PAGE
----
WEINSTEIN: Israel’s troubling release of Palestinian terrorists

Jamie Weinstein Senior Writer
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In 1988, Mahmoud Salam Saliman Abu Harabish and Adam Ibrahim Juma’a-Juma’a decided to firebomb a bus of Israeli civilians.

The result was gruesome. A 26-year old school teacher, Rachel Weiss, was incinerated, along with her three young children, who ranged from three years old to 9-months. An Israeli soldier who came to their rescue also died as result of the attack.

Thanks to Secretary of State John Kerry’s nimble negotiating skills, Harabish and Juma’a-Juma’a will reportedly be among the 104 violent Palestinian terrorists released from Israeli prisons in stages as a goodwill gesture by the Jewish state in advance of the Israeli-Palestinian peace talks that are set to begin Monday in Washington, D.C.

Israeli Prime Minister Benjamin Netanyahu would not have likely agreed to such a “goodwill gesture” without American pressure. One would presume that the prime minister wants to be on good terms with the Obama administration in the event Israel is forced to take the difficult decision to attack Iran’s nuclear program. So Netanyahu will yield to the delusions of America’s top diplomat in the hopes that it will buy his country some brownie points for the greater battle potentially on the horizon.

But the whole process begs a question: why does Israel need to release over one hundred violent killers in order to get the Palestinians to come to the table to talk peace? Shouldn’t the prospect of peace be enough to bring the Palestinians to the negotiating table?

That conundrum alone should be enough to make Kerry question whether now is the right time to pursue peace talks.

It has become increasingly clear that America doesn’t have its sharpest mind running State. Kerry is putting his time, energy and the prestige of the United States into Israeli-Palestinian peace negotiations when the leader representing the Palestinian side, Mahmoud Abbas, doesn’t even control all the territory he is supposed to be negotiating on behalf of.

And Kerry is doing this at a time when the Middle East is on fire. Even if Kerry were to somehow defy the laws of reason and succeed, not a single one of the significant fires raging in the Middle East would be put out. Not the turmoil in Egypt. Not the civil war in Syria. Not Iran’s pursuit of nuclear weapons. Not the sectarian violence in Iraq. Not the terrorist threat from Yemen. Not any of it.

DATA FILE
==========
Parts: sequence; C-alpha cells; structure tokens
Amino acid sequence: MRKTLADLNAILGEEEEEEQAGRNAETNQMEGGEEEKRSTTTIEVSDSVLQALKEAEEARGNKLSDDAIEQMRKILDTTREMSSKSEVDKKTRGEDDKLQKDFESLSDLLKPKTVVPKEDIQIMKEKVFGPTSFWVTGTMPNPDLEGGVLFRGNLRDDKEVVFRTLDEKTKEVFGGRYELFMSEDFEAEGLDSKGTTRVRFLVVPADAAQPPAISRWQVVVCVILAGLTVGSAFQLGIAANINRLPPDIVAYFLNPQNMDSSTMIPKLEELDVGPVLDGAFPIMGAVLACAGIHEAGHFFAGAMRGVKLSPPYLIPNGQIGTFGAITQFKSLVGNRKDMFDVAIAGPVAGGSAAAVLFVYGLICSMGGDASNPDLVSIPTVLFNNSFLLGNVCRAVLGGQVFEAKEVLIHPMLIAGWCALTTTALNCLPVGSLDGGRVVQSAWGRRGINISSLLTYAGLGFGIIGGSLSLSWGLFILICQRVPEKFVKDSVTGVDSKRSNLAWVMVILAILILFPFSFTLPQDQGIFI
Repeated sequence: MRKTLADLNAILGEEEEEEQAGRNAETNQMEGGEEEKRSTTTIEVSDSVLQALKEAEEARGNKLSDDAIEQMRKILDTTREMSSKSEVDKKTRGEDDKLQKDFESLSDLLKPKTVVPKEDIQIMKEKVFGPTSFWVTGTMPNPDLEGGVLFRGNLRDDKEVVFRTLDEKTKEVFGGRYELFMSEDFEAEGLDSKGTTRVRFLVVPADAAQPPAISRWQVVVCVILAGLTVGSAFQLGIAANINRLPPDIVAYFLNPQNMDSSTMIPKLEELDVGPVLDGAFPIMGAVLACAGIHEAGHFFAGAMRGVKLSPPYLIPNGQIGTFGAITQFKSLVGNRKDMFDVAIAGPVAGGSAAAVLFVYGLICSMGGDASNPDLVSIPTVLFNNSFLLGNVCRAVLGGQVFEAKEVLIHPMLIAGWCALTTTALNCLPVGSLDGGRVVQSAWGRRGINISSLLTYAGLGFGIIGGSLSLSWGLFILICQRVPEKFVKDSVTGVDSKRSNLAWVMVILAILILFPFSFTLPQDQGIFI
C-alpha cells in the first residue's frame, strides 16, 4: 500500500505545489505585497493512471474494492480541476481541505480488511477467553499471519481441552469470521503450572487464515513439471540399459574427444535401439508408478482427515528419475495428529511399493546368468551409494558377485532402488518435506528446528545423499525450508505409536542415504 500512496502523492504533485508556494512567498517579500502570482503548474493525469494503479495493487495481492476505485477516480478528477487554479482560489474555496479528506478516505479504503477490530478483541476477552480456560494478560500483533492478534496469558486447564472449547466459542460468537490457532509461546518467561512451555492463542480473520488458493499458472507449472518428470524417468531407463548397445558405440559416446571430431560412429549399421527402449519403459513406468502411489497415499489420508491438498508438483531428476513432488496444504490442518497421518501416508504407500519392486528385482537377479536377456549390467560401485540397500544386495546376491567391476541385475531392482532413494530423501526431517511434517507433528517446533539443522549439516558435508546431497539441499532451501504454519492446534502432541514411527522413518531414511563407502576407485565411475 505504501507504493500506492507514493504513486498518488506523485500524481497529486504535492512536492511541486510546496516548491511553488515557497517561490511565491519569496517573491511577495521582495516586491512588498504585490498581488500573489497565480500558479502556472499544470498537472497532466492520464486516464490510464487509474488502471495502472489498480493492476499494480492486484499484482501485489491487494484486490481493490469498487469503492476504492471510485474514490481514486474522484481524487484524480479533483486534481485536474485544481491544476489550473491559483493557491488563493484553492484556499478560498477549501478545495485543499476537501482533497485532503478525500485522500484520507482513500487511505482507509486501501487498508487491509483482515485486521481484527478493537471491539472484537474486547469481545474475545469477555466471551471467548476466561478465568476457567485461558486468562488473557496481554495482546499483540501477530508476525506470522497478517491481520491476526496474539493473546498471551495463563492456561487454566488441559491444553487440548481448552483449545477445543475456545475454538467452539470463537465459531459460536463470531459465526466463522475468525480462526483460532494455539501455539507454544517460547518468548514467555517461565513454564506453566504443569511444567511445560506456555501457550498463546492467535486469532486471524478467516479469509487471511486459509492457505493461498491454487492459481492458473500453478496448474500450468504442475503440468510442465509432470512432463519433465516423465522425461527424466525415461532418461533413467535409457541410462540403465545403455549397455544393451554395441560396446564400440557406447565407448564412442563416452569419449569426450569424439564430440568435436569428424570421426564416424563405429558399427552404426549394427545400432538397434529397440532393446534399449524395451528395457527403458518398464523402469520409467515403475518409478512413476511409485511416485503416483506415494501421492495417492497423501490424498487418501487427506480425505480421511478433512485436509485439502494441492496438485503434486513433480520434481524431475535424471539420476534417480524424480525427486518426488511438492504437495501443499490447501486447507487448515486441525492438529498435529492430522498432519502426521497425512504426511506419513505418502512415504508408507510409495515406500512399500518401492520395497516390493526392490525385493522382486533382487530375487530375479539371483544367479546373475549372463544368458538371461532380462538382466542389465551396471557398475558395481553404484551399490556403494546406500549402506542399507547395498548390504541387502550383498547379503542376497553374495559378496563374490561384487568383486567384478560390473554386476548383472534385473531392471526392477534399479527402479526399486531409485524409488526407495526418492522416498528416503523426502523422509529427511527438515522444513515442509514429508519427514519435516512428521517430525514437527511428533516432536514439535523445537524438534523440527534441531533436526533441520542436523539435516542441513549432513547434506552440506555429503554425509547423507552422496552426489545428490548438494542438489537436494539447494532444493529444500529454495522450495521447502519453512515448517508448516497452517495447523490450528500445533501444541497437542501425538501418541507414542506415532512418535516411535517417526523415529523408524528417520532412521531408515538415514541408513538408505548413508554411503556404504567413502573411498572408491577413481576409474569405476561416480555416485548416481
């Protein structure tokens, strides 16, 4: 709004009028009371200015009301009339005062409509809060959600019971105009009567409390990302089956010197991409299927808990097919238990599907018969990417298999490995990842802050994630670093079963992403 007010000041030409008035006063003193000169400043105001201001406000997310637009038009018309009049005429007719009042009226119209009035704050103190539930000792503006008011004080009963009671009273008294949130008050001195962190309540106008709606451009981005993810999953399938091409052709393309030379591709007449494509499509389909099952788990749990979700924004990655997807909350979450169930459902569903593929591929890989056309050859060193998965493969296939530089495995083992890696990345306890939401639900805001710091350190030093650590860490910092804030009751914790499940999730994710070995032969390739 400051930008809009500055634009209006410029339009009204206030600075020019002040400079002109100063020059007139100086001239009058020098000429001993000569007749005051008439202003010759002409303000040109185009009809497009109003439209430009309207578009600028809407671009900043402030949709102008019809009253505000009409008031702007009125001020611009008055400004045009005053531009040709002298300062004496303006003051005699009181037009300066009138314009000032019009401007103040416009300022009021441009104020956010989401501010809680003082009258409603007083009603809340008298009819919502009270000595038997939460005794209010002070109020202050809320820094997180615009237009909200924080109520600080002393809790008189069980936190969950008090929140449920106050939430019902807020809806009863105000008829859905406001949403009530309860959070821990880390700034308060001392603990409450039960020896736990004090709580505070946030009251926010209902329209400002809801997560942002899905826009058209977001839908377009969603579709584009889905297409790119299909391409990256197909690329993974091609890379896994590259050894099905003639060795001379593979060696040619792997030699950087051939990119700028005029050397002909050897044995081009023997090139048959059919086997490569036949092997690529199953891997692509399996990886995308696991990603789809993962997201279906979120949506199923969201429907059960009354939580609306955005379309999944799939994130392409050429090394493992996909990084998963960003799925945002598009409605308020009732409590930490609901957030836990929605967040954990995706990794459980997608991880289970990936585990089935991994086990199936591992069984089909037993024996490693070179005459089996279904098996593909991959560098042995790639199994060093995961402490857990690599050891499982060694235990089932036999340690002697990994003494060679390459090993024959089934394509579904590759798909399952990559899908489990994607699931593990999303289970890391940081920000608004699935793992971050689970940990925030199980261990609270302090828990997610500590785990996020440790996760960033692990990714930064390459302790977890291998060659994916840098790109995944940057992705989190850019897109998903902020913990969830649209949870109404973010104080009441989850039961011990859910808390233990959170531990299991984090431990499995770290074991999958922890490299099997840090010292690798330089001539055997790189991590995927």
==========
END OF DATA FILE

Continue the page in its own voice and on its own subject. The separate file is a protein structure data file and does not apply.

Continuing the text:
This is not to say Israeli-Palestinian peace isn’t worth anything. It is. That’s why Israel has time and again, especially since 2000, offered much in the pursuit of peace, only to be rebuffed by the Palestinians. This doesn’t mean peace will never come to Israelis and Palestinians. But it surely won’t come as long as a terrorist group whose charter calls for the extermination of Jews is in power in part of the territory under Palestinian control.

Kerry may be hoping for a Nobel Peace Prize, but his efforts will succeed only in freeing Palestinian terrorists with blood on their hands from prison. If he gets something more, it will just be more bloodshed, thanks to him raising the prospect of a peace deal between Israelis and Palestinians when no hope for such an outcome currently exists.

Had she lived, Weiss would be in her 50s today. Her children — Rafael, Netanel and Efraim — would be in their mid to late 20s, like me. Who knows what they would have contributed to society had their lives not been cruelly and unmercifully snuffed out.

If releasing 104 violent Palestinian terrorists from prison would help bring about a lasting peace between Israelis and Palestinians, I would be for it, even if it would be tough to stomach.

But it won’t do that. It won’t do anything, other then mock justice.

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